Contrary to the comment at the end of the assignment that: “the model generates text that makes sense capturing dependencies between words and without any input”, but I wouldn’t say that was true based on my output from two runs:
- “ay maysem of way and rojerpudy i”
- “in the love liber of his pariola”
- “usis’ my lookly. for by a lucin-”
- “timer’s. so know you take,”
- “would indirate it pleaser difley”
- “thet is glat: tentuin,”
So the last item is a common stage direction in Shakespeare, and some of the prepositional phrases are reasonable, but that’s the only sign I see of any word-dependency being captured, and even that is at best captured across 3 words, which you could do better with a word-level trigram.
In fact, just looking at the output (without the unit tests or 100% result from the grader), I would have guessed that there was a bug in my code.
What was the point of doing character prediction if the results are so poor? I get that the computations with such a small vocabulary are more tractable, but since the actual results used a pre-trained model anyway, why not use a decent pre-trained model?
If I hadn’t gone into this week knowing the GRUs were useful, I certainly wouldn’t have gotten that impression from the assignment.
That is not a fair comparison. Why not compare sentence-level, paragraph-level or document-level trigrams?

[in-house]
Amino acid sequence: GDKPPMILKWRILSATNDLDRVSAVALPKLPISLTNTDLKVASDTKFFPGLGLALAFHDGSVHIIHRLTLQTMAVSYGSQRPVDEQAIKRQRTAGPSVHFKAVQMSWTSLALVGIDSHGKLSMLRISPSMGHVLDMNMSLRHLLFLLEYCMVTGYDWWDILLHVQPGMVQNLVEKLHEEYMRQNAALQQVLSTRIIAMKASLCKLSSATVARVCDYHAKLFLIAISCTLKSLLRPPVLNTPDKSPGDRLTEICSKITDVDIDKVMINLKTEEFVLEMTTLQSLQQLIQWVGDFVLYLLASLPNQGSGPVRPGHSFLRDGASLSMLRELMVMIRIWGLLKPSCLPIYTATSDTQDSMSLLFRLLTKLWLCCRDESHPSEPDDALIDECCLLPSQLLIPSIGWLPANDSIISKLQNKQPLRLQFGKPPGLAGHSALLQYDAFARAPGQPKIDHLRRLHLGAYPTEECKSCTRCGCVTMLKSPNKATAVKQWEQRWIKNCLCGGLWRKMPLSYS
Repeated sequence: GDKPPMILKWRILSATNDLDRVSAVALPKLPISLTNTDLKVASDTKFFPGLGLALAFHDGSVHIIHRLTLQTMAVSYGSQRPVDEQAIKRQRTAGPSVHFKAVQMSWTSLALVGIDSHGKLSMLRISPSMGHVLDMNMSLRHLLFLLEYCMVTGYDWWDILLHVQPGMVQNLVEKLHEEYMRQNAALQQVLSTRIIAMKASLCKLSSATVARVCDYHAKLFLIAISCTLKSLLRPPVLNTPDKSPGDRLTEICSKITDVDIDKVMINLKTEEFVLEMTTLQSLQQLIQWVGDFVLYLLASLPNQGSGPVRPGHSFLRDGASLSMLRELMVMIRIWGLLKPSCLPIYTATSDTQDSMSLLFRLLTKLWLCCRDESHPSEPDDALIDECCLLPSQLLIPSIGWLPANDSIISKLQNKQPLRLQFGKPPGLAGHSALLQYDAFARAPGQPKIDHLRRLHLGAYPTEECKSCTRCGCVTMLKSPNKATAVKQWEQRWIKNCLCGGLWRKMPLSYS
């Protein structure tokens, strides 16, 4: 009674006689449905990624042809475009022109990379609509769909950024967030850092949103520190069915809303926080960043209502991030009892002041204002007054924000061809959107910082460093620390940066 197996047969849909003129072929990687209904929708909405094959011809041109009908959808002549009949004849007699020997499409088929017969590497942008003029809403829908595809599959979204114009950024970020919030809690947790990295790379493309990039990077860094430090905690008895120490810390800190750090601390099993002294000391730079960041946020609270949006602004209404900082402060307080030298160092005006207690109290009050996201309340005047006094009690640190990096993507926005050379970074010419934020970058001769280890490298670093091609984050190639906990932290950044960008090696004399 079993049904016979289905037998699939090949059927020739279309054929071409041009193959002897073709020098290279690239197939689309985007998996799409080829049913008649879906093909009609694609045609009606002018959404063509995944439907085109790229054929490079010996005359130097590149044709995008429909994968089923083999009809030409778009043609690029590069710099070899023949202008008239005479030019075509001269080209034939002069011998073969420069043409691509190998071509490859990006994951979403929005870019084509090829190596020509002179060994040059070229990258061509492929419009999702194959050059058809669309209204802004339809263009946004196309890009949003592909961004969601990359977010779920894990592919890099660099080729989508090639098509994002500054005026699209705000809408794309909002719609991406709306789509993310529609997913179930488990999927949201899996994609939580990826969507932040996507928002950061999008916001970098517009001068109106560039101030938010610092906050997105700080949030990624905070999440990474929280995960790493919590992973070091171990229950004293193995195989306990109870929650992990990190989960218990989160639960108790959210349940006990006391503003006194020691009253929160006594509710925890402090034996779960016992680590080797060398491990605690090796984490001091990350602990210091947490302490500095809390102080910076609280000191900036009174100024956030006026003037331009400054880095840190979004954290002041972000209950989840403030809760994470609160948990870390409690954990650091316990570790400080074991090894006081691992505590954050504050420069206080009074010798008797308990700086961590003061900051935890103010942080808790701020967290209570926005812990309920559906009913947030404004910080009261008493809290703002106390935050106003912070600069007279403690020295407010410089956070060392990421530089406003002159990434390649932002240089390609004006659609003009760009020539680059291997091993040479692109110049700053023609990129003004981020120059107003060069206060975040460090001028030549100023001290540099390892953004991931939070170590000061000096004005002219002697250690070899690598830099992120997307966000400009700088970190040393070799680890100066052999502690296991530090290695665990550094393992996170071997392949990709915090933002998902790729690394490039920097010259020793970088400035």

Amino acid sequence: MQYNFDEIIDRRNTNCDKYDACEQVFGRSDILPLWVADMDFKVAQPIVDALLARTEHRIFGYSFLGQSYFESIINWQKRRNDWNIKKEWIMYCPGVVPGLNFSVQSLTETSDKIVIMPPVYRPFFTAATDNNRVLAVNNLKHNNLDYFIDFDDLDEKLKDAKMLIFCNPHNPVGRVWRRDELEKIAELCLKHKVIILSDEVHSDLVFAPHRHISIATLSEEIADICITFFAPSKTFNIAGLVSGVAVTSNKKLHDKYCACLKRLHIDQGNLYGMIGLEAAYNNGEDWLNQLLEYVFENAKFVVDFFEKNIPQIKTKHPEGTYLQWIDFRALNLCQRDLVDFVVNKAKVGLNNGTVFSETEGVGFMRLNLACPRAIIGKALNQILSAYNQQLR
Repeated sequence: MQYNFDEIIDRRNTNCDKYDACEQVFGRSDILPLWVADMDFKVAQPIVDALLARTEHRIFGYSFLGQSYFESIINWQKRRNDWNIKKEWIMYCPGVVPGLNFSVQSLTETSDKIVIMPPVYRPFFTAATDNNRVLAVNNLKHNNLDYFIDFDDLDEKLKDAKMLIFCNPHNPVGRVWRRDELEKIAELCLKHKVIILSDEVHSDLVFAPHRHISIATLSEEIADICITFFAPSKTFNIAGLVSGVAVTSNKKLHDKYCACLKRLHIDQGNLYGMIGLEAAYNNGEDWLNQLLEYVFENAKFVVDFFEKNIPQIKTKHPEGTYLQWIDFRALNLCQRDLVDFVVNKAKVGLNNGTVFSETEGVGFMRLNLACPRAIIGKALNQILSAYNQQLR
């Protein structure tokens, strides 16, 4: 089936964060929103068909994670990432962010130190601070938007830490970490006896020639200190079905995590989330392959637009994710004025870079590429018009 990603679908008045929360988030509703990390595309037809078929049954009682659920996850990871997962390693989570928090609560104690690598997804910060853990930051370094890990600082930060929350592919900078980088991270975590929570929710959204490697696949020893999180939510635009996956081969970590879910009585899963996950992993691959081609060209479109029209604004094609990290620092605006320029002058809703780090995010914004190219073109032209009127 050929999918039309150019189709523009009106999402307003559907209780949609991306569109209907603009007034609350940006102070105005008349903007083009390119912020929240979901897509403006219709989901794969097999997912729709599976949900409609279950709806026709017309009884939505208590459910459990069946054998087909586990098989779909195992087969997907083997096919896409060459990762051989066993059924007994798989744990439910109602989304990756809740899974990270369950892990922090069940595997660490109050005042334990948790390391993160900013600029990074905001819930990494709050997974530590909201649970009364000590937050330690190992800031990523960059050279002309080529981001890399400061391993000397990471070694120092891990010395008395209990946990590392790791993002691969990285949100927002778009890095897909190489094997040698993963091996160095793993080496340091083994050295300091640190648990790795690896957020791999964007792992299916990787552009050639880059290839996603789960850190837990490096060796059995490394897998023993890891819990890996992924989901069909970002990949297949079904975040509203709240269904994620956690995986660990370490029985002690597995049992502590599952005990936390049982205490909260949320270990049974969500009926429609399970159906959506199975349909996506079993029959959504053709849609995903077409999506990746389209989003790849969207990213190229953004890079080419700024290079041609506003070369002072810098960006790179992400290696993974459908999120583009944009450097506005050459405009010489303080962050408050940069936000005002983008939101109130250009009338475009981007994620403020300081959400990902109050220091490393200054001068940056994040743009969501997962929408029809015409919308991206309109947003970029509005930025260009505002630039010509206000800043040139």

Learning. Not every class should be about sub-word level modelling (which in most cases is optimal). Character level modeling is one of the most obvious ways to model the language but it has its limitations.
If you’re not impressed by the results of RNNs, try achieving the same with regular NNs or even classical techniques (all character level).
I understand that people might have unreasonable expectations (up to AGI) out of relatively simple architectures with simple datasets but I think the goal of the course is to show some techniques of NLP (and I personally am happy that at least one class was character-level).
I generally agree with @David_Fox’s sentiment here. I think the assignment would benefit from clearer expectations for what kind of output we should see at the end. Even though I’ve completed the exercises correctly, and despite the assignment text claiming:
you can see that the model generates text that makes sense…
The output is fairly nonsensical & underwhelming. Earlier the assignment mentions:
The model was only trained for 1 step due to the constraints of this environment. Even on a GPU accelerated environment it will take many hours for it to achieve a good level of accuracy.
Perhaps it would have been helpful to mention this point again at the end of the assignment to set clearer expectations for the model output?
I understand your points and I agree with you - expectations could have been managed better - in regard that “positivity/expectations” could have been geared towards learning and not towards performance.
But I would also argue that nothing is perfect (at least some thing to every single person) and there are always ways to improve. And the questions when we approach the course should be like “What can I learn from this?”, “Why people did these things back then and what I’ve would have made different?”, “What are similarities and differences between these approaches?” etc., instead of only focusing on “This model is gonna be great!” (but having some of this is good too ).